The additional cost was to cover revisions to the report in response to Defra comments, to further review existing research on wind turbine noise and update the literature review section accordingly, and to make any necessary revisions in light of comments from other government departments.

Asked by Lord Kennedy of Southwark

Lord Henley: I refer the noble Lord to the Answer I gave on 11 August (Official Report, col. WA 407).



13 Sep 2011 : Column WA50

Asked by Lord Kennedy of Southwark

Lord Henley: All Defra evidence contracts are closely monitored by Defra specialists working with policy officials. Contract variations are required if there are significant changes to any of the details in the original agreement (eg costs, required outputs, timetable, research team, etc).

The project titled "Energy Dependency and Food Security" was initiated to examine the energy use associated with different food products, to investigate the relationships between energy and UK food prices and assess how energy price rises may influence food purchases.

As a variation to the contract, the department agreed to extend this project from 1 April 2011 to 30 November 2011, with an additional payment of £59,779 (in financial year 2011-12) towards costs in order to increase the data set and strengthen the evidence base on understanding energy dependency of the food chain and how it is managed.

Asked by Lord Kennedy of Southwark

Lord Henley: All Defra evidence contracts are closely monitored by Defra specialists working with policy officials. Contract variations are required if there are significant changes to any of the details in the original agreement (eg costs, required outputs, timetable, research team, etc).

The variation made to the PLANET project was to extend the contract from 1 April 2011 to 31 December 2011 to provide support to industry users of PLANET following the release of a new version of the software in April 2011, to include a new approach to fertiliser recommendations for grassland fields. This enables farmers better to adjust fertiliser applications to their particular system and minimise over use.

Government Departments: Surveys

Question

Asked by Lord Kennedy of Southwark

The Parliamentary Under-Secretary of State, Department for Business, Innovation and Skills (Baroness Wilcox): The assessment of the information contained in the YouGov Debt Tracker Survey was included in a report published on the Department for Business website in June, Credit, Debt & Financial Difficulty in Britain, 2009-10. This is already publicly available at: http://www.bis.gov.uk/assets/biscore/consumer-issues/docs/c/11-963-credit-debt-in-britain-2009-10.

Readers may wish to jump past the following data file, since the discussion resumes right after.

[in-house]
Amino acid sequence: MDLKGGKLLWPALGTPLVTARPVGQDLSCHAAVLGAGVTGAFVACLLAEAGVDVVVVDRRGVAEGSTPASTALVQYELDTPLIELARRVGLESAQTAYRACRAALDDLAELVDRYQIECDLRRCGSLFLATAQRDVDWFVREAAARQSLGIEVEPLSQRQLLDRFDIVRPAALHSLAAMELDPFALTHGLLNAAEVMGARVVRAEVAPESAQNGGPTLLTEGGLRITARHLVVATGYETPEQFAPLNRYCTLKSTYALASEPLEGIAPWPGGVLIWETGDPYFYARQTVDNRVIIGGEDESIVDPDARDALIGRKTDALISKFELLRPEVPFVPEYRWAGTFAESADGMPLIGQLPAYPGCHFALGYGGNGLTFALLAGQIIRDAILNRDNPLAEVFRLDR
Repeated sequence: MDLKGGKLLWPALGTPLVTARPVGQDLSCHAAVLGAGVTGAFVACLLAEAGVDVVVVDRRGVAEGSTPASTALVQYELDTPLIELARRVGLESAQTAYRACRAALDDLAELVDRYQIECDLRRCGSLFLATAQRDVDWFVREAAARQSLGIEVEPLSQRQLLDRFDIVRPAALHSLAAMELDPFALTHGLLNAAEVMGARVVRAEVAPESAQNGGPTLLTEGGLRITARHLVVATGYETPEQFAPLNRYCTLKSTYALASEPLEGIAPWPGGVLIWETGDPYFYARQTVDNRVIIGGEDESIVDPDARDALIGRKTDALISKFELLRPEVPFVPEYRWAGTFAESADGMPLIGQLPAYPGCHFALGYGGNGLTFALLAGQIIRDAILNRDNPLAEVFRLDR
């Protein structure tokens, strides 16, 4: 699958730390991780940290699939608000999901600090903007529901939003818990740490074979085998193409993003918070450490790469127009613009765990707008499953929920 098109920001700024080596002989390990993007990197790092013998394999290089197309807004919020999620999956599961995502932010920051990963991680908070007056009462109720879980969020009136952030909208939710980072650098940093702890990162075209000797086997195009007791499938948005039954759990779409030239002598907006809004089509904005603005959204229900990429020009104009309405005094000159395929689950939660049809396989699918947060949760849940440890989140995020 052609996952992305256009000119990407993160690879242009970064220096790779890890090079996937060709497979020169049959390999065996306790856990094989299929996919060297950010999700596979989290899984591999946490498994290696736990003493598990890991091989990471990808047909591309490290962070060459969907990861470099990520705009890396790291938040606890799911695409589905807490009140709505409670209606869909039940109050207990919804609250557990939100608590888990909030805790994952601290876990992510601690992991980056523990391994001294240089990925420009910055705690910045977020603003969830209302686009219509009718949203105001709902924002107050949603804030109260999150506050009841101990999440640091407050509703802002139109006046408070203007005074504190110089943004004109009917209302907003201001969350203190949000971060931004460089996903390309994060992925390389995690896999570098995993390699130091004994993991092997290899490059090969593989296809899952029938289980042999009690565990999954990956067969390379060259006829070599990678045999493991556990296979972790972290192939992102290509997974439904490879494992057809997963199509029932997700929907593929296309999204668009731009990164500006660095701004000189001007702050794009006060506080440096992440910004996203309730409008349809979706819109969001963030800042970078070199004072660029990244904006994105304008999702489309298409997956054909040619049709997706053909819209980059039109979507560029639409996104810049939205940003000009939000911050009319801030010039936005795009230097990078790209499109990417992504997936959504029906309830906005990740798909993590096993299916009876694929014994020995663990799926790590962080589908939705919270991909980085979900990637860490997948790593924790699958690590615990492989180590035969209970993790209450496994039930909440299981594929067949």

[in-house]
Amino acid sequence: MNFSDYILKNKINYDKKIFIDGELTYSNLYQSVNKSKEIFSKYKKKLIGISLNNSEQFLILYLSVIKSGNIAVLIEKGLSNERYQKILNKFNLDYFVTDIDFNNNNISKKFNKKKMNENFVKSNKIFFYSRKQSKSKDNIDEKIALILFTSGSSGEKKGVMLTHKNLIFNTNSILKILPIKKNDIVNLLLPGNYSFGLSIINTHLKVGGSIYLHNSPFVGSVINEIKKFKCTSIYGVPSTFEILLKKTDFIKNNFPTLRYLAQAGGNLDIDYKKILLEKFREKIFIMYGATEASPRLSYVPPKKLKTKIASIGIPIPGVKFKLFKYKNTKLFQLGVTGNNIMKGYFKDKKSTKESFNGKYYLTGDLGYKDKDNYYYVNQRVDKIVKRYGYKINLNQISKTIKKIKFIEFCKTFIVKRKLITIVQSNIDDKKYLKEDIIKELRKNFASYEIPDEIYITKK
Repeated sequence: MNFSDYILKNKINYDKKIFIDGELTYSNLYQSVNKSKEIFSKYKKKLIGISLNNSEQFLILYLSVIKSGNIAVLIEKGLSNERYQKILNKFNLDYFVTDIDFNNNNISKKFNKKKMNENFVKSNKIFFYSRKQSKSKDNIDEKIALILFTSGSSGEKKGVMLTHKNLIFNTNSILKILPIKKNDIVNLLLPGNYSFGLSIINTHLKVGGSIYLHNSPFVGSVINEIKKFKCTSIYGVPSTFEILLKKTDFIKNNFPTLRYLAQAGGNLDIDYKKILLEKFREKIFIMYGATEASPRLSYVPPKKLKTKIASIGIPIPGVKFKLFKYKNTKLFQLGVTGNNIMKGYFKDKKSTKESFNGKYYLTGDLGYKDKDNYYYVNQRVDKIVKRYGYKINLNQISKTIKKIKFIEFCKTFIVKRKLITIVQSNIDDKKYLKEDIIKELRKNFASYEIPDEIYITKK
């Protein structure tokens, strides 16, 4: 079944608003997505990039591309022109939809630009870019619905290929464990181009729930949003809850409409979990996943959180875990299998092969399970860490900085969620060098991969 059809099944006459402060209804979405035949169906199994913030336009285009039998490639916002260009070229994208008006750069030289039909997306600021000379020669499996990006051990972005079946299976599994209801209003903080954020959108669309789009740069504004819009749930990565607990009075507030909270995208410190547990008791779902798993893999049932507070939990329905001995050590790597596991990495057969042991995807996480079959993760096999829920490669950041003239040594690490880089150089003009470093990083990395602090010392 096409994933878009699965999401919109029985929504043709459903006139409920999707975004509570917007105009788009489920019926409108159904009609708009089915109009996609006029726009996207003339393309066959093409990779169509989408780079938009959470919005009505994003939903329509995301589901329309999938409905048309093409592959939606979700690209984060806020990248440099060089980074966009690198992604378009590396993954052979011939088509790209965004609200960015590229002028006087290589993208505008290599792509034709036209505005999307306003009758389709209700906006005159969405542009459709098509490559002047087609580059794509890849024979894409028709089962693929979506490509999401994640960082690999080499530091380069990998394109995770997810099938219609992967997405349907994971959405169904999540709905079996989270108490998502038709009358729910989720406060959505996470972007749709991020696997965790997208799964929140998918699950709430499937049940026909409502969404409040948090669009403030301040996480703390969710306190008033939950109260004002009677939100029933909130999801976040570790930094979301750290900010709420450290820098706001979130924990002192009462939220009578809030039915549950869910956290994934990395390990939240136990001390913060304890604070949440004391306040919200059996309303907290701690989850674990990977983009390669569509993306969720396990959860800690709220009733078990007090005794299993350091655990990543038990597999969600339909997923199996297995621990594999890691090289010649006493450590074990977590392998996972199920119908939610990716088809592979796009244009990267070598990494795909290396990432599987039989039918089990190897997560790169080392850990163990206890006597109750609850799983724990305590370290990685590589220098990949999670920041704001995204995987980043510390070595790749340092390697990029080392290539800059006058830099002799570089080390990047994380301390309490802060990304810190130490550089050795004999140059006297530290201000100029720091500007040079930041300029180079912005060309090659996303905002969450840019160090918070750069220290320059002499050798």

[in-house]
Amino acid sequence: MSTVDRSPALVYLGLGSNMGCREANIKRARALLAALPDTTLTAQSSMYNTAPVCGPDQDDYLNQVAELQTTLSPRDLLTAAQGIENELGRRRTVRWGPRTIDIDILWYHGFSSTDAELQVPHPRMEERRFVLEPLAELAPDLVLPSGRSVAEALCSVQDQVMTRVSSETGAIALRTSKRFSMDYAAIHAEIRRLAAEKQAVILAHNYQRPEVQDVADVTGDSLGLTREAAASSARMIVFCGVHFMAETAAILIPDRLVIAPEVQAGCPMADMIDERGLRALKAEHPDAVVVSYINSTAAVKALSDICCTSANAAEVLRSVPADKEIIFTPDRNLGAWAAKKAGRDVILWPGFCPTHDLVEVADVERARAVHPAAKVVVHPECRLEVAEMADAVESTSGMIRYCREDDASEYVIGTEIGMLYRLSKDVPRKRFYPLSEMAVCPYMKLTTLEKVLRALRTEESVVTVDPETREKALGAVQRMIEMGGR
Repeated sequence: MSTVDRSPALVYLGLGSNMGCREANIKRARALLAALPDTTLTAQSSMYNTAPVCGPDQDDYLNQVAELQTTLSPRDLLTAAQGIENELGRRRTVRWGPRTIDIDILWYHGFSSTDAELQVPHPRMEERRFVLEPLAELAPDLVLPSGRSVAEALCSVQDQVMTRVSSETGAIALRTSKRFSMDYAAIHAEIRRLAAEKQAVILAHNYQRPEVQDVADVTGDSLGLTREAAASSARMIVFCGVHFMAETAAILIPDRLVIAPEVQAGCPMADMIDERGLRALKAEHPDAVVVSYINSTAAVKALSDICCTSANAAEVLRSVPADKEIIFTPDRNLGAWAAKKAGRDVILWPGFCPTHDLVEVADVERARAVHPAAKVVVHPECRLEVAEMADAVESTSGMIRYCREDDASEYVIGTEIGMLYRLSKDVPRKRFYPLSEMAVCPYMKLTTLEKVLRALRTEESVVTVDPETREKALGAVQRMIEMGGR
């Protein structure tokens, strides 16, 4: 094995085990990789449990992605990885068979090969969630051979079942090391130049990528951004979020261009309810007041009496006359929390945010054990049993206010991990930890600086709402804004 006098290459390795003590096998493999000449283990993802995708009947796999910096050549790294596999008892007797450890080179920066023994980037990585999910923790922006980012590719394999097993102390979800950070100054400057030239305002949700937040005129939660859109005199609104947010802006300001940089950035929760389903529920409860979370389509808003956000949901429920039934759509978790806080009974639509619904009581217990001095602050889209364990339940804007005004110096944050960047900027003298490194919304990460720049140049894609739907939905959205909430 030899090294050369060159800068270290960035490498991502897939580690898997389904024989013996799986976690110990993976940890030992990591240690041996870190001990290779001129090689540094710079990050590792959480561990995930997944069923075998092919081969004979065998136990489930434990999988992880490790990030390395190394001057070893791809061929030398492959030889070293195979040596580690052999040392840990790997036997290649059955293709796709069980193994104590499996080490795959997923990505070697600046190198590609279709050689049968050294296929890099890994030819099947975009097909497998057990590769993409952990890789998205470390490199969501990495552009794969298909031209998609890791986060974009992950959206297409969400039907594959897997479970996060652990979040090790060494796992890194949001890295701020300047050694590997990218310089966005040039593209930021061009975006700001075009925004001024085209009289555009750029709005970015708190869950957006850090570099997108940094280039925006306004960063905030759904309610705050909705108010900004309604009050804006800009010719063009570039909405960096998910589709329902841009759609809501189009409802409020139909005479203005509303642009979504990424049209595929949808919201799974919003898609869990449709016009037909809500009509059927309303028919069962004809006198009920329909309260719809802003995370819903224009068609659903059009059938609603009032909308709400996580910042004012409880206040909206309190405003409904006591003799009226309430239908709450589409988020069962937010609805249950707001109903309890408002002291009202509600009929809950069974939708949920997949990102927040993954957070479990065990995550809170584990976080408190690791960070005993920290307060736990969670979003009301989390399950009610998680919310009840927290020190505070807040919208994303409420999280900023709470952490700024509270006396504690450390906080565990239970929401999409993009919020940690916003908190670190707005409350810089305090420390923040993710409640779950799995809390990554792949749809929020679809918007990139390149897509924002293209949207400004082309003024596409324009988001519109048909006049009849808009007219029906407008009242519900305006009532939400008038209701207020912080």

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Health: Chromosomal Aberrations

Question

Asked by Lord Jones of Cheltenham

The Parliamentary Under-Secretary of State, Department of Health (Earl Howe): The department does not hold this information centrally.

The testing for chromosomal aberrations is the core business for clinical genetics services, which are available in the regional genetic centres.

Health: Medical Research

Questions

Asked by Lord Willis of Knaresborough

The Parliamentary Under-Secretary of State, Department of Health (Earl Howe): At a national level, the Government will create a health research regulatory agency to combine and streamline the approvals for health research which are at present scattered across many organisations. This will reduce the regulatory burden on research-active businesses, universities and the National Health Service, improve the timeliness of decisions about research projects and hence the cost-effectiveness of their delivery in the United Kingdom. This action has clear support from the Academy of Medical Sciences review of health research regulation and governance. As a first step, the Government will establish this year a special health authority with the National Research Ethics Service as its core. The new agency will work closely with the Medicines and Healthcare Products Regulatory Agency to create a unified approval process and promote proportionate standards for compliance and inspection within a consistent national system of research governance.

At a local level, the Government will radically transform the incentives for efficiency in research initiation and delivery. In May, the Government launched through the National Institute of Health Research (NIHR) a framework of good practice and standard procedures called the NIHR Research Support Services to facilitate consistent local research management and greatly improve performance. NHS providers which adopt these standards will stop unnecessary duplication of checks. They will publish metrics regularly on their performance. They will have access to NIHR financial support for these activities. For clinical trials, the NIHR will from 2012 publish outcomes against public NIHR benchmarks, including an initial benchmark of 70 days or less from

13 Sep 2011 : Column WA52

the time a provider receives a valid research protocol to the time when that provider recruits the first patient for that study. In future, NIHR funding to providers of NHS services will become conditional on meeting benchmarks, including the 70-day benchmark to recruit first patients for trials. The NIHR will make this a condition of new contracts from autumn 2011 and performance will affect funding from 2013.